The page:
Half a million tropical fish are scooped up into nets every year from the waters off Hawaii's largest island and flown to aquariums across the globe.
Scientists say the aquarium fishery off the Pacific island is among the best managed in the world. But it has become the focus of a fight over whether it is appropriate to remove wild fish from reefs to put in fish tanks.
Activists have launched a campaign to shut down the buying and selling of fish for aquariums, saying the practice, seen from Hawaii to the Philippines, is destroying coral reefs.
Mike Long, of the US-based Sea Shepherd Conservation Society, which is spearheading the campaign, said: "In this day and age, where the ocean faces a crisis ... there's absolutely no justification for a fishery for a hobby."
But a coalition of fishermen, state regulators and environmentalists say the group should focus its attention elsewhere.
They point to comprehensive aquarium fishery regulations and scientific research that shows fish stocks there are rebounding.
"We don't have a problem here any more," said Tina Owens, of the Lost Fish Coalition.
Surveys show numbers of yellow tang - the most commonly caught species on Hawaii's west coast - have jumped 88 per cent since the collection of aquarium fish was banned in 35 per cent of the waters. Numbers of goldring surgeonfish, the second most-caught fish, rose 37 per cent.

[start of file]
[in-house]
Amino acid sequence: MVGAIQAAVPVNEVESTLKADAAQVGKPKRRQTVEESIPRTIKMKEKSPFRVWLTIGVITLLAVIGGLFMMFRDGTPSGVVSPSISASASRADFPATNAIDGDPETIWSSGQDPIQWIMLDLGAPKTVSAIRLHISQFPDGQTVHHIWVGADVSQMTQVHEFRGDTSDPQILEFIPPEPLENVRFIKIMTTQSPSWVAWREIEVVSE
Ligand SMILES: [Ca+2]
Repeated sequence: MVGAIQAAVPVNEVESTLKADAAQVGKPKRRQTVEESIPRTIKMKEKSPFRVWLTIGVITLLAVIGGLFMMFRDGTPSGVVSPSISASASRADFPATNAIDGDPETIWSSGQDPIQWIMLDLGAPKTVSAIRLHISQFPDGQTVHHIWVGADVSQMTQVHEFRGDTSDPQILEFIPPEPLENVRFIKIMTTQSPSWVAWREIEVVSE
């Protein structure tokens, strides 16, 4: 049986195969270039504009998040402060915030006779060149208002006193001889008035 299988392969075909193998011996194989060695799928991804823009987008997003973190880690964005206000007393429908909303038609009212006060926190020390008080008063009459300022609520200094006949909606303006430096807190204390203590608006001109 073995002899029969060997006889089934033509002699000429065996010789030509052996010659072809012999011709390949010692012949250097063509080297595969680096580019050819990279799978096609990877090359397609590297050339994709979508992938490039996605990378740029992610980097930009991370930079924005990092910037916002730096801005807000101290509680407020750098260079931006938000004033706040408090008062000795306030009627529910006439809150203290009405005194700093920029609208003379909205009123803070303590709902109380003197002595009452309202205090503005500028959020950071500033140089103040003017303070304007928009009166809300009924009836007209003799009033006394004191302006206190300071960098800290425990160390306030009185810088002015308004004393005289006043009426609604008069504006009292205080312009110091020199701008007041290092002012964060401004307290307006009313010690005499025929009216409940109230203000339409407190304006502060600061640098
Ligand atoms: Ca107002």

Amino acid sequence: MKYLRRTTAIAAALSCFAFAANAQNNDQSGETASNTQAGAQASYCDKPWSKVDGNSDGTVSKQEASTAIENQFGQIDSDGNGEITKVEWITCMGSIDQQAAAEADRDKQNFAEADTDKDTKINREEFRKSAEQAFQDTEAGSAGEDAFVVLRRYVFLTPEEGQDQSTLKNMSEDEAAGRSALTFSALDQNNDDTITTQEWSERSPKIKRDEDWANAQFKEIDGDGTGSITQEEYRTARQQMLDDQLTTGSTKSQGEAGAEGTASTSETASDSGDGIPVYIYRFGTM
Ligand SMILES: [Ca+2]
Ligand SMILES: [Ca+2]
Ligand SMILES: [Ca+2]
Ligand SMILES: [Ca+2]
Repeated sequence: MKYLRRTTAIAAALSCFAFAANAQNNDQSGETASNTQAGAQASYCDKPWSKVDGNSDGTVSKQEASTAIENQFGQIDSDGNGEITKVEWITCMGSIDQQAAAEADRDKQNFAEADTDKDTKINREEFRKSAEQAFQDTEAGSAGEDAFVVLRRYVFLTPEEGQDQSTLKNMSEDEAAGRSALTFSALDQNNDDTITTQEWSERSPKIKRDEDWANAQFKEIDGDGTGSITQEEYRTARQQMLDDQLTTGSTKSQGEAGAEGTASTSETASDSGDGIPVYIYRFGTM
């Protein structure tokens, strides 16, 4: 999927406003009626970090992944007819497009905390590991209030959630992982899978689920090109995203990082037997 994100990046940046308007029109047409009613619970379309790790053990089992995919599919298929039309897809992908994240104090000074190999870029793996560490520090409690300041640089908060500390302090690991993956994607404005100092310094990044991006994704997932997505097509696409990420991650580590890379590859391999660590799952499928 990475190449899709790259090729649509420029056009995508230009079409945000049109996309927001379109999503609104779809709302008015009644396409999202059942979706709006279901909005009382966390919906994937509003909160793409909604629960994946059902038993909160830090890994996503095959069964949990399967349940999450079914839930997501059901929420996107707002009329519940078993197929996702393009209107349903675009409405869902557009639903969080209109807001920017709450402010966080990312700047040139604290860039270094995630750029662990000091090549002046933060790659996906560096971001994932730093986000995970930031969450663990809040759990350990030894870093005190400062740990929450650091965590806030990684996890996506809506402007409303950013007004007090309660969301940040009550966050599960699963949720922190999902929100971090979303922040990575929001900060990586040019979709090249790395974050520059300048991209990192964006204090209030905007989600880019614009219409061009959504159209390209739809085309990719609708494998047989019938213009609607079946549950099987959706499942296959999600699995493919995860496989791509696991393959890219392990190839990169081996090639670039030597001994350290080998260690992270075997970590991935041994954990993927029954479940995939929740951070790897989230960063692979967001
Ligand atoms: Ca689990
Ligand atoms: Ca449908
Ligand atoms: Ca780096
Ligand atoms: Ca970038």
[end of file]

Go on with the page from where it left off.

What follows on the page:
Scientists estimate the aquarium trade removes about 30 million fish from reefs around the world. Hawaii accounts for less than 2 per cent, while the vast majority comes from Indonesia and the Philippines.
Some fishermen in these countries pump cyanide into the water to make fish sluggish and easier to catch. The chemical could harm nearby marine life, as well as shorten the life span of the captured fish.
The Philippines has long prohibited cyanide fishing and in April banned certain types of fishing gear that destroy coral reefs and other marine habitat.
Hawaii collectors, who use nets, can sell one yellow tang for about US$4. With middlemen adding costs to store and ship them, the fish may retail for between US$30 and US$60.
Long said Sea Shepherd would also take the campaign to Indonesia and the Philippines.
The group is known for using aggressive tactics - even violence - to achieve its aims. Its members rammed Japanese whaling ships in Antarctica and hurled containers of acid at the vessels. A US federal judge called them pirates.
Conflict over the aquarium fish industry increased last month when Sea Shepherd activists with cameras approached two fish collectors working underwater in West Hawaii.
One collector swam to one of the activists and ripped her scuba air regulator out of her mouth.
Both the fish collector and the activist filed complaints against each other. Prosecutors are still reviewing the evidence.
Local activists have long pushed to shut down Hawaii's aquarium trade.
Robert Wintner, owner of the Hawaii dive shop chain Snorkel Bob's and vice-president of Sea Shepherd's board, sued the state in 2012, saying environmental studies should be conducted before collection permits are issued.
A state judge rejected the lawsuit, but the plaintiffs are appealing.